FIG. 4 illustrates a focal region of a laser, where d is a minimum diameter of a focal volume. A minimum intensity Imin is given by ##EQU1## The minimum d is a function of the laser wavelength γ ##EQU2## where f is the focal length of a laser focusing element (lens) and D is the diameter of the beam; i.e., f/D is optics controlled. Now, ##EQU3## Assuming that Imin is equal for both applications; i.e., the low powered system of this invention and the system disclosed in 4,302,933, then ##EQU4##
where γ(μm) represents wavelength.
Assuming a wavelength of γ≈1 μm for this embodiment of the invention, then
As can be seen, a minimum power required by the system disclosed in 4,302,933, operating at 10.6 μm is approximately 100 times as large as that required for the source 12 operating at approximately 1 μm.
In accordance with a method of this invention for igniting an air/fuel spray that is comprised of fuel droplets, the following steps are accomplished: (a) providing the air/fuel spray within a combustion chamber; (b) introducing at least one pulse of coherent radiation into the air/fuel spray, the at least one pulse interacting with free electrons and initiating a development of a plasma within the air/fuel spray; (c) maintaining the at least one pulse of coherent radiation for pumping the developing plasma to higher energies; and (d) terminating the at least one pulse of coherent radiation at a time after the plasma has reached a predetermined energy and before a time that ignition of the air/fuel spray occurs.
As can be appreciated, the laser beam should exhibit certain preferred characteristics to achieve low powered, non-linear ignition. These characteristics of the laser beam include the coherency of the laser beam, the pulse width, and the: power density.
The index of refraction of the fuel to be ignited is also a consideration, in that both the electric field strength and electric field shape external to the droplet are known to be a function of the index of refraction of the droplet at the laser wavelength.
In accordance with an embodiment of the invention for use with, by example, a fuel such as JP-4, JP-5, or JP-8; the laser 12 includes a Nd:YAG laser having a wavelength of 1.064 micrometers, or the frequency doubled (0.532 micron), or frequency tripled (0.355 micron) wavelength. That is, the wavelength is within a range of approximately 0.3 micrometers to approximately 1.1 micrometers. The coherency of the beam is a consideration, in that a multimode beam generates interference effects within the combustion chamber due to mutual interference of the different wavelengths. As a result, any droplets located within a fringe region wherein the laser power is minimized due to destructive interferences may not experience sufficient energy to initiate the non-linear ignition process. Thus, a single mode, or approximately single mode, beam is preferred, although not absolutely required. A preferred pulse width for the Nd:YAG laser is within a range of approximately five to approximately 50 nanoseconds, and the power density is within a range of approximately 107 to approximately 108 W/cm2. The coherency is assumed to be such that the laser light pulse energy can be focussed to a beam cross-section, circular area of typically 100 microns in diameter.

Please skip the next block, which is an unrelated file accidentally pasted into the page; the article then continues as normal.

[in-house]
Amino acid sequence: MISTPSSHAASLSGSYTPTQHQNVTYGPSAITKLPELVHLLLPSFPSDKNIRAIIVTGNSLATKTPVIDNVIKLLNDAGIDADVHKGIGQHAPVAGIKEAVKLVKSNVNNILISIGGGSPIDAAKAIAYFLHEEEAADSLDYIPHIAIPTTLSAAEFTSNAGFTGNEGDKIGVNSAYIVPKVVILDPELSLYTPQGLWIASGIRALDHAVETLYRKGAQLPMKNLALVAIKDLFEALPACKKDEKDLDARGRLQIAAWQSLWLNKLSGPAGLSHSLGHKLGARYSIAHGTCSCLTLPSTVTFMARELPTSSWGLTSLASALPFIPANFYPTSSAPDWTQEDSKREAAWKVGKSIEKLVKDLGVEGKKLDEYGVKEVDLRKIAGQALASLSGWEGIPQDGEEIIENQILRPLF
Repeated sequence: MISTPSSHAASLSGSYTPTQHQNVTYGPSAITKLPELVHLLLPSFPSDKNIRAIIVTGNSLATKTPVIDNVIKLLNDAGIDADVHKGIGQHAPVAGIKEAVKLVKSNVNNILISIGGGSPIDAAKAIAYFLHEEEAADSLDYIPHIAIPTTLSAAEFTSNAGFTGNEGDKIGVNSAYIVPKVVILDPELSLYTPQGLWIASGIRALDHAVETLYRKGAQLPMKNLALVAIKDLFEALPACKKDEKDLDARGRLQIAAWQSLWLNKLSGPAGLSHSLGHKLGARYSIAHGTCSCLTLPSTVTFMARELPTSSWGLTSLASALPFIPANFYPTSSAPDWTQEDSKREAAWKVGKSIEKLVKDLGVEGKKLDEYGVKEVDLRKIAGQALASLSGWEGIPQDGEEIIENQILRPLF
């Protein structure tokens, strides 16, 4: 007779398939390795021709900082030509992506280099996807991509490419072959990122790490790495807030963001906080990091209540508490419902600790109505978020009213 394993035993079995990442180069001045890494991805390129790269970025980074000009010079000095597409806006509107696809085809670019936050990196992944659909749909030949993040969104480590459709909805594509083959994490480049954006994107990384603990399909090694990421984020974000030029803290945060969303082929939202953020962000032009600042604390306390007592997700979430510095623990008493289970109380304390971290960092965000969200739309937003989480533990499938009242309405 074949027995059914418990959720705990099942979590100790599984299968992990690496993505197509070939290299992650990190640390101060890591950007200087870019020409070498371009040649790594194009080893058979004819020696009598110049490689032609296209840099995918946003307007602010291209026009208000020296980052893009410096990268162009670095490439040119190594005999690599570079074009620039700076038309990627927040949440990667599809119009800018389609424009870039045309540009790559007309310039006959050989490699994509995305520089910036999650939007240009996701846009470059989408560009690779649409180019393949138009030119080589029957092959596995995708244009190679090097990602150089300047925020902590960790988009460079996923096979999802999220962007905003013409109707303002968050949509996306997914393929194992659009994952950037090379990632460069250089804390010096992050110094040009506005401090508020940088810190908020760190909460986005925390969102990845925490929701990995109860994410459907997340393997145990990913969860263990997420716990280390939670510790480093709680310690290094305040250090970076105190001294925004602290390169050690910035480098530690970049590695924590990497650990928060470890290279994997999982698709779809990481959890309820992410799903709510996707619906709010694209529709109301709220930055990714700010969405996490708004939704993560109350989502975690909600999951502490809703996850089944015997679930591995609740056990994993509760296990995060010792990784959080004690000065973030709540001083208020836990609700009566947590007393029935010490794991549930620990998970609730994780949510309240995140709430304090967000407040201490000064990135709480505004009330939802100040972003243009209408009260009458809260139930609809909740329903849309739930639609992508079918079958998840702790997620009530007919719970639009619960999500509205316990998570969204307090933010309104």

It is noted that the process of the invention is not wavelength critical, but is wavelength sensitive. That is, in contradistinction to the selection of an electromagnetic wavelength that is highly absorbed by the particular fuel that comprises the droplet, as is done for a linear ignition system such as that described in the above referenced U.S. Pat. No. 4,947,640, the selected wavelength may be employed with a number of different types of fuels.
In this regard it is also noted that although the primary ignition mechanism is the non-linear process, employing the electric field outside of the fuel droplet, some absorption and localized heating of the fuel droplets may occur within the fuel spray. For increased laser fluence (radiation energy per area) directed to the combustor, linear heating effects may dominate the non-linear effects and the system may revert to a linear ignition system. However, in that it is desirable to minimize the fluence to the combustion chamber 22 to provide low powered operation, the ignition process is typically and preferably dominated by the non-linear process described herein.
It is within the scope of the invention to employ a fuel additive, such as a low ionization threshold compound. In that only a very few electrons are required to initiate the ignition process, due to the pumping of the plasma and the free electron avalanche that results therefrom, only trace quantities of a photoemissive compound may be required to be added to the fuel. This is advantageous in that the fuel properties are not significantly affected by the addition of only trace quantities.
Although described in the context of a combustion chamber for a gas turbine engine it should be realized that the teaching of the invention is applicable to combustion chambers in general wherein fuel droplets are provided. The invention may also be employed with a wide range of fuels including, but not limited to, JP-4, JP-5, JP-8 and diesel at varying fuel/air mixtures. Also, the teaching of the invention is not intended to be limited to any one particular wavelength or any one particular power level, power density, pulse width, or pulse repetition rate.
Thus, while the invention has been particularly shown and described with respect to an exemplary embodiment thereof, it will be understood by those skilled in the art that changes in form and details may be made therein without departing from the scope and the spirit of the invention.